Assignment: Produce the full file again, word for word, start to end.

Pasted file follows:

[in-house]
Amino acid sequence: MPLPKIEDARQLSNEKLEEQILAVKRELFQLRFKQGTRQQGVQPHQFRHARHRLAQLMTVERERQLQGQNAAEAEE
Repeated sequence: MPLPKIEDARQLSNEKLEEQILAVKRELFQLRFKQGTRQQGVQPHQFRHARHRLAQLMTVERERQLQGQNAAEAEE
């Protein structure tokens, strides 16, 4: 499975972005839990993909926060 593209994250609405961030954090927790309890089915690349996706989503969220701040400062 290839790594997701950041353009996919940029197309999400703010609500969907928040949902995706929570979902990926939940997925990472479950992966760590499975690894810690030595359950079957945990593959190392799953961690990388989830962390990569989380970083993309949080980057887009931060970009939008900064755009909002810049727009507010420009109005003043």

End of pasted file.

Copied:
[in-house]
Amino acid sequence: MPLPKIEDARQLSNEKLEEQILAVKRELFQLRFKQGTRQQGVQPHQFRHARHRLAQLMTVERERQLQGQNAAEAEE
Repeated sequence: MPLPKIEDARQLSNEKLEEQILAVKRELFQLRFKQGTRQQGVQPHQFRHARHRLAQLMTVERERQLQGQNAAEAEE
């Protein structure tokens, strides 16, 4: 499975972005839990993909926060 593209994250609405961030954090927790309890089915690349996706989503969220701040400062 290839790594997701950041353009996919940029197309999400703010609500969907928040949902995706929570979902990926939940997925990472479950992966760590499975690894810690030595359950079957945990593959190392799953961690990388989830962390990569989380970083993309949080980057887009931060970009939008900064755009909002810049727009507010420009109005003043």